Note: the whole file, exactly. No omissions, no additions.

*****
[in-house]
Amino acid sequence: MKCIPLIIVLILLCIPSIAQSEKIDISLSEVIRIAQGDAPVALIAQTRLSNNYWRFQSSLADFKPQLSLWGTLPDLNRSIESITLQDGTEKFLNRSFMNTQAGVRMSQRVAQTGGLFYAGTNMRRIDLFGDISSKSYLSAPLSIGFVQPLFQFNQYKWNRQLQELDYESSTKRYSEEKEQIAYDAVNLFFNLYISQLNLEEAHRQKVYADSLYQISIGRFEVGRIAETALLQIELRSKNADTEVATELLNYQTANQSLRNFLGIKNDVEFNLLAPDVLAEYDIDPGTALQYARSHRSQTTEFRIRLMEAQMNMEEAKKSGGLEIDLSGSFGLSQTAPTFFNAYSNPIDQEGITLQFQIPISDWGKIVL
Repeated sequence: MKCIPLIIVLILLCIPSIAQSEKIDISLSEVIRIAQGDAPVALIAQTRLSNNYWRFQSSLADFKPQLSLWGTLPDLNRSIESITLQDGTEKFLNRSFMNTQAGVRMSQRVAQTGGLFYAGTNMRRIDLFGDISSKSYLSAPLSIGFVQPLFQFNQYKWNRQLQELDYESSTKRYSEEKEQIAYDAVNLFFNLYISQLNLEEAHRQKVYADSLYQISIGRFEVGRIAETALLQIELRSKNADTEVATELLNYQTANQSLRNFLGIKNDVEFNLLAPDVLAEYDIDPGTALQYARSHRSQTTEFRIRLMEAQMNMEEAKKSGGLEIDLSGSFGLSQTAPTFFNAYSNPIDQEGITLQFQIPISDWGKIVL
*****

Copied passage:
[in-house]
Amino acid sequence: MKCIPLIIVLILLCIPSIAQSEKIDISLSEVIRIAQGDAPVALIAQTRLSNNYWRFQSSLADFKPQLSLWGTLPDLNRSIESITLQDGTEKFLNRSFMNTQAGVRMSQRVAQTGGLFYAGTNMRRIDLFGDISSKSYLSAPLSIGFVQPLFQFNQYKWNRQLQELDYESSTKRYSEEKEQIAYDAVNLFFNLYISQLNLEEAHRQKVYADSLYQISIGRFEVGRIAETALLQIELRSKNADTEVATELLNYQTANQSLRNFLGIKNDVEFNLLAPDVLAEYDIDPGTALQYARSHRSQTTEFRIRLMEAQMNMEEAKKSGGLEIDLSGSFGLSQTAPTFFNAYSNPIDQEGITLQFQIPISDWGKIVL
Repeated sequence: MKCIPLIIVLILLCIPSIAQSEKIDISLSEVIRIAQGDAPVALIAQTRLSNNYWRFQSSLADFKPQLSLWGTLPDLNRSIESITLQDGTEKFLNRSFMNTQAGVRMSQRVAQTGGLFYAGTNMRRIDLFGDISSKSYLSAPLSIGFVQPLFQFNQYKWNRQLQELDYESSTKRYSEEKEQIAYDAVNLFFNLYISQLNLEEAHRQKVYADSLYQISIGRFEVGRIAETALLQIELRSKNADTEVATELLNYQTANQSLRNFLGIKNDVEFNLLAPDVLAEYDIDPGTALQYARSHRSQTTEFRIRLMEAQMNMEEAKKSGGLEIDLSGSFGLSQTAPTFFNAYSNPIDQEGITLQFQIPISDWGKIVL